Does the name given to you at birth influence who you will choose to partner with as an adult? According to the name-letter effect, people are more likely to be attracted to someone who shares their first initials. A man named Robert, for example, may be more attracted to women by the name of Rachel or Roberta, whilst a woman named Amy might be more likely to date an Andrew than a James.
This intriguing effect can sway many of the most important choices we make in our lives without us even realising.
The name-letter effect was first identified in 1985 by the Belgian psychologist Jozef Nuttin (1933-2014), who found that people showed a preference for letters which occurred in their first or last names, such as their initials.1 Further research, published in 1987, tested the extent to which this phenomenon crossed national borders, and found the name-letter effect to affect speakers of 12 different European languages.2
How do preferences for particular letter influence my life choices?
Nuttin’s research demonstrated participants’ positive view of letters in their own names, but how does this affect our decision making in real life situations?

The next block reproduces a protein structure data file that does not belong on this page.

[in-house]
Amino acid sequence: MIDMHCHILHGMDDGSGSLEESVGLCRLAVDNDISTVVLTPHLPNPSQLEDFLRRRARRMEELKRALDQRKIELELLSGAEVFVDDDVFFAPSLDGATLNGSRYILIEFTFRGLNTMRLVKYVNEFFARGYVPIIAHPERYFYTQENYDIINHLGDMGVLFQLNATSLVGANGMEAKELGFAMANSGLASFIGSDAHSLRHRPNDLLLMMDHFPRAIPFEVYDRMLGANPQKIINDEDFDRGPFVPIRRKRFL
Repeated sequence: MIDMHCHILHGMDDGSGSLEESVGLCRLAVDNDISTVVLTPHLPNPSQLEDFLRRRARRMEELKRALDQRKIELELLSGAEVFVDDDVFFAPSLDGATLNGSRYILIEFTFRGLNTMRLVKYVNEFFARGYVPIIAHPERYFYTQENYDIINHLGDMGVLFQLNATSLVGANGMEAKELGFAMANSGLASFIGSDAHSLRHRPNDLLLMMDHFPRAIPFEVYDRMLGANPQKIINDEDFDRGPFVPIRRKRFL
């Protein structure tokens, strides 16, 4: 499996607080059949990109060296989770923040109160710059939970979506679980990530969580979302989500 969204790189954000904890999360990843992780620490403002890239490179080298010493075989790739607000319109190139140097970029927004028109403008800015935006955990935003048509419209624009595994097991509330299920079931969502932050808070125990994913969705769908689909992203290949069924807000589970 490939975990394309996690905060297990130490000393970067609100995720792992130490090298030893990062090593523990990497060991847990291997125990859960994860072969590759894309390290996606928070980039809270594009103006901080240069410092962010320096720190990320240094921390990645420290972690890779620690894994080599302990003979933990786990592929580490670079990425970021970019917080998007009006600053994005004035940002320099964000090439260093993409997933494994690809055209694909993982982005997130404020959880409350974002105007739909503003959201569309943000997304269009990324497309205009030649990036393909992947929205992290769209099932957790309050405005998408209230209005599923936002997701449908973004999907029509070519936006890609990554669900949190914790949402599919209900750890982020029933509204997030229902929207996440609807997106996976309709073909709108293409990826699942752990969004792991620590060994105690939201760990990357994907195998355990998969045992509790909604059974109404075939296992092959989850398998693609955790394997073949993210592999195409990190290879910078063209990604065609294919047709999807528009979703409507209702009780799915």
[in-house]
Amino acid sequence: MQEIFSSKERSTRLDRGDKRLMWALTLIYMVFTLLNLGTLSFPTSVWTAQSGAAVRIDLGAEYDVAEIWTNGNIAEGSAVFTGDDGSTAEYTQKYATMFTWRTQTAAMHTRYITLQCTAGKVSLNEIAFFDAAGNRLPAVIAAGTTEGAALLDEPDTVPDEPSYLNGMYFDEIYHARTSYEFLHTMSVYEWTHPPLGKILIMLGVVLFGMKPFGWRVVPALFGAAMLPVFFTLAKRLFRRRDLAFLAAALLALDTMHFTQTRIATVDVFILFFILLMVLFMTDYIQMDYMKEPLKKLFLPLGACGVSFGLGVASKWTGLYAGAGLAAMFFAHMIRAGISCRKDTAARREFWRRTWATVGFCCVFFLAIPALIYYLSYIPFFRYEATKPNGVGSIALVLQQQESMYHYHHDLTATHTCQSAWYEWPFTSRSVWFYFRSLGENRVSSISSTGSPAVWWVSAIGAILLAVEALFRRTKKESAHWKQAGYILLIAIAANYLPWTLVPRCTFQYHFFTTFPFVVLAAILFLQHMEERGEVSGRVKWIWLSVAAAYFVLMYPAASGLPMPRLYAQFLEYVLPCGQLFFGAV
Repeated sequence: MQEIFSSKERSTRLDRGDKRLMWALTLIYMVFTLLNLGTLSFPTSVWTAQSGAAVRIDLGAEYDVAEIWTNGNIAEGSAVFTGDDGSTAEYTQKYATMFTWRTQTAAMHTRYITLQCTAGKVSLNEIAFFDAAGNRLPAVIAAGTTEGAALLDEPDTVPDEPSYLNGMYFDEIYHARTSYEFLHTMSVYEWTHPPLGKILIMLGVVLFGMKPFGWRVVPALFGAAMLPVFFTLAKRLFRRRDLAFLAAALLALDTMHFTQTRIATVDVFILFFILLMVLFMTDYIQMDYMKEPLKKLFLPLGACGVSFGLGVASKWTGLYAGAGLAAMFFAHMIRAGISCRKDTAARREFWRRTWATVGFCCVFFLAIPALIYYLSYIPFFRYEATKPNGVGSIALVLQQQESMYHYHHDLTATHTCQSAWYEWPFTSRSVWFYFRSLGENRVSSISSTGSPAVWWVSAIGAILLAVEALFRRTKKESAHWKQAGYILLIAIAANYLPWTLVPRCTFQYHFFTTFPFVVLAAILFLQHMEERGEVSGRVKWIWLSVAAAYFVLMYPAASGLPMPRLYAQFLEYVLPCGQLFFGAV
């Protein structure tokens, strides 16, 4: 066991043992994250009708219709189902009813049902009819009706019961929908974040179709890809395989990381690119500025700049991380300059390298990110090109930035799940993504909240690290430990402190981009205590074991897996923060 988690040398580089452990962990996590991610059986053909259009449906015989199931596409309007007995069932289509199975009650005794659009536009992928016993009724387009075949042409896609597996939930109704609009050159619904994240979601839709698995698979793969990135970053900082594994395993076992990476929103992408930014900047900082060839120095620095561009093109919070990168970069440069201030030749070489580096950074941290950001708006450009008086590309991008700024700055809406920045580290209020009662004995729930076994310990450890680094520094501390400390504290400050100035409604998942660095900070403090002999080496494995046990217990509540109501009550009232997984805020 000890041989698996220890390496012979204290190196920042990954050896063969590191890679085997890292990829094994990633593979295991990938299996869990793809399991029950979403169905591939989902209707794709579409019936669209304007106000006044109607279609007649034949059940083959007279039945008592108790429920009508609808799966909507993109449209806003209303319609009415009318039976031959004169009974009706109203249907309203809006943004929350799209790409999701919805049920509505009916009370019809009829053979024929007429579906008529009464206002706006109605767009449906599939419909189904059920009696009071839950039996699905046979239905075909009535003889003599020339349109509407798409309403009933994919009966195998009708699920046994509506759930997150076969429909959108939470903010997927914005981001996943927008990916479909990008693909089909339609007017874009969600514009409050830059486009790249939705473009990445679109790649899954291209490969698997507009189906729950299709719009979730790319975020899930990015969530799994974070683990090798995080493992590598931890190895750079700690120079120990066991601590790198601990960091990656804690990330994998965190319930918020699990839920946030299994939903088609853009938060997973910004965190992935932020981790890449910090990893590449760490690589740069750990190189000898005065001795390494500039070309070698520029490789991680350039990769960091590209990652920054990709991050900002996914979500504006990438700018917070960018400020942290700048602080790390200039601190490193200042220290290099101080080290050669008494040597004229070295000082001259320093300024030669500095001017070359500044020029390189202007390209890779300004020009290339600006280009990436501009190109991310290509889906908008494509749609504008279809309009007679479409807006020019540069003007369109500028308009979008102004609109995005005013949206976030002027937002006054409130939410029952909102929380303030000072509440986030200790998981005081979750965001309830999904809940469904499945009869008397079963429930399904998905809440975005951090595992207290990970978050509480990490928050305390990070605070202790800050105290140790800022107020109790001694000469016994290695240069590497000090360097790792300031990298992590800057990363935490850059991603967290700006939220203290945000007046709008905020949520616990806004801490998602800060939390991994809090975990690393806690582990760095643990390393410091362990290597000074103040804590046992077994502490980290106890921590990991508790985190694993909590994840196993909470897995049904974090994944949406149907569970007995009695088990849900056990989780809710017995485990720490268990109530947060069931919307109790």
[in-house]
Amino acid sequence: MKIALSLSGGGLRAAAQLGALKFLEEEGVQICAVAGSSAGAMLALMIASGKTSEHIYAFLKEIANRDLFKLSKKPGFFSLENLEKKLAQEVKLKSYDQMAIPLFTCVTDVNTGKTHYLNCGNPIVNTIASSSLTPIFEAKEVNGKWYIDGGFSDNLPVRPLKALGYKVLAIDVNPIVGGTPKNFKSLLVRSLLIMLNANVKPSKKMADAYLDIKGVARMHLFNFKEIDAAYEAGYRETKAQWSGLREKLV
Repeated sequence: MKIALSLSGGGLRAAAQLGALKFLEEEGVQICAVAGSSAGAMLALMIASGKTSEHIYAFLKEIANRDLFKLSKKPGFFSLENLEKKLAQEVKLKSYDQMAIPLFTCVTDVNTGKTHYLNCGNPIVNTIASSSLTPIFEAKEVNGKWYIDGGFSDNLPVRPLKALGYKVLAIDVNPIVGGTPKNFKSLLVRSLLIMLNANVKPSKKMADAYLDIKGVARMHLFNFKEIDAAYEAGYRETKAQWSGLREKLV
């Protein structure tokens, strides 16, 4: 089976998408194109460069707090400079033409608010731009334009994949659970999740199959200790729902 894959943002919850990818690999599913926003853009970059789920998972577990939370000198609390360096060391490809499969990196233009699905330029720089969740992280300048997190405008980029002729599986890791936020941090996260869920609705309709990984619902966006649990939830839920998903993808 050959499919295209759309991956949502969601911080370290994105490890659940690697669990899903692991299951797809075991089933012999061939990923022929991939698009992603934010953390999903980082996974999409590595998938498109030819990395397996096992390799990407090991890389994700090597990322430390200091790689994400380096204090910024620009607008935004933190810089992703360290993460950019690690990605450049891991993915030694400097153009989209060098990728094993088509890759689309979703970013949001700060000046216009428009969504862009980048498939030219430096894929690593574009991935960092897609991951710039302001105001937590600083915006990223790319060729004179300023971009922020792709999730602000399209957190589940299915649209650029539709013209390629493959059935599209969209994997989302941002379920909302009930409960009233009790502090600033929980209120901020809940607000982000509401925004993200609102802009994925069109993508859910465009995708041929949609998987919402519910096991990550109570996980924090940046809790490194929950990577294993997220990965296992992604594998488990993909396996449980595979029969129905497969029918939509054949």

A 2004 study by John Jones et al looked at marital records in search of the role played by name-letter preference in people’s partner selection. The study analysed data from two databases of marriages in U.S. states and found a correlation between spouses’ surnames, supporting the idea that we find partners with similar names to our own. Women with the surname Smith, for instance, tended to engage in relationships with, and eventually marry, men who shared the same last name (Jones et al, 2004).3
Why does the name-letter effect affect us?
Numerous theories have been proposed for people’s preference for people with similar names.
A study of four and five year olds in the U.S. and Australia found that participants were more familiar with their own name initial than with other letters in the alphabet. An obvious explanation for this would be children’s focus on learning to write their own name before attempting other words (Treiman and Broderick, 1998).4 Therefore, from an early age, the success of writing one’s own name could create a lasting positive impression of a person’s own initials.
This understanding of the name-letter effect does, however, seem to contradict other research which studied letter preference among speakers of multiple languages. The study looked at bilingual Bulgarians, who had learnt to write using the Cyrillic alphabet and had only later become fluent in using the Roman alphabet. Even without the association of learning to write their own names using Roman letters, the participants still preferred their own initials in the second alphabet that they had learnt (Hoorens and Todorova, 1988).5